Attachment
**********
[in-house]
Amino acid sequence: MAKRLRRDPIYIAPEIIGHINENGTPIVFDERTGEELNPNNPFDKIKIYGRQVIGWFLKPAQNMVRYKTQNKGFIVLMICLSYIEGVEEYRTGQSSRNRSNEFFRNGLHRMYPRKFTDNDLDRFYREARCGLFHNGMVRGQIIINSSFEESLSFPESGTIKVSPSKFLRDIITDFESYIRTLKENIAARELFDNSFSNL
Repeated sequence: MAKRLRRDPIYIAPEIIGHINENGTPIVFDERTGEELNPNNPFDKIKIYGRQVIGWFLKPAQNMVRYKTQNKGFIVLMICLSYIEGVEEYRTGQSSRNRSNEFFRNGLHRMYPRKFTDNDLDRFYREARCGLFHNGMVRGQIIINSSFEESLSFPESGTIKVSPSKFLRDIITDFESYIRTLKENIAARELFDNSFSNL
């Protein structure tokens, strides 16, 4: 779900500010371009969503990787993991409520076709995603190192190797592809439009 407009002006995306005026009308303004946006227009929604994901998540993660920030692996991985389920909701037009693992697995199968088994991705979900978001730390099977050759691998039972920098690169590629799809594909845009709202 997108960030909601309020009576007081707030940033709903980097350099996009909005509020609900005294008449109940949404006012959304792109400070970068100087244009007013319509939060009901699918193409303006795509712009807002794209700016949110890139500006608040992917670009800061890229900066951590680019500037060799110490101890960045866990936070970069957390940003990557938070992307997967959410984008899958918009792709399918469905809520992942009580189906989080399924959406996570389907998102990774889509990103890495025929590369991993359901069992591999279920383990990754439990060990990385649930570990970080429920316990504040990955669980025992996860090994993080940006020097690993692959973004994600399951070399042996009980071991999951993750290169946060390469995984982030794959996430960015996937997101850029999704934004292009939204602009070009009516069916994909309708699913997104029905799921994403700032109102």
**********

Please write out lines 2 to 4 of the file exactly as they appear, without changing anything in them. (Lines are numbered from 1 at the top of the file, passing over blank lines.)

Amino acid sequence: MAKRLRRDPIYIAPEIIGHINENGTPIVFDERTGEELNPNNPFDKIKIYGRQVIGWFLKPAQNMVRYKTQNKGFIVLMICLSYIEGVEEYRTGQSSRNRSNEFFRNGLHRMYPRKFTDNDLDRFYREARCGLFHNGMVRGQIIINSSFEESLSFPESGTIKVSPSKFLRDIITDFESYIRTLKENIAARELFDNSFSNL
Repeated sequence: MAKRLRRDPIYIAPEIIGHINENGTPIVFDERTGEELNPNNPFDKIKIYGRQVIGWFLKPAQNMVRYKTQNKGFIVLMICLSYIEGVEEYRTGQSSRNRSNEFFRNGLHRMYPRKFTDNDLDRFYREARCGLFHNGMVRGQIIINSSFEESLSFPESGTIKVSPSKFLRDIITDFESYIRTLKENIAARELFDNSFSNL
């Protein structure tokens, strides 16, 4: 779900500010371009969503990787993991409520076709995603190192190797592809439009 407009002006995306005026009308303004946006227009929604994901998540993660920030692996991985389920909701037009693992697995199968088994991705979900978001730390099977050759691998039972920098690169590629799809594909845009709202 997108960030909601309020009576007081707030940033709903980097350099996009909005509020609900005294008449109940949404006012959304792109400070970068100087244009007013319509939060009901699918193409303006795509712009807002794209700016949110890139500006608040992917670009800061890229900066951590680019500037060799110490101890960045866990936070970069957390940003990557938070992307997967959410984008899958918009792709399918469905809520992942009580189906989080399924959406996570389907998102990774889509990103890495025929590369991993359901069992591999279920383990990754439990060990990385649930570990970080429920316990504040990955669980025992996860090994993080940006020097690993692959973004994600399951070399042996009980071991999951993750290169946060390469995984982030794959996430960015996937997101850029999704934004292009939204602009070009009516069916994909309708699913997104029905799921994403700032109102």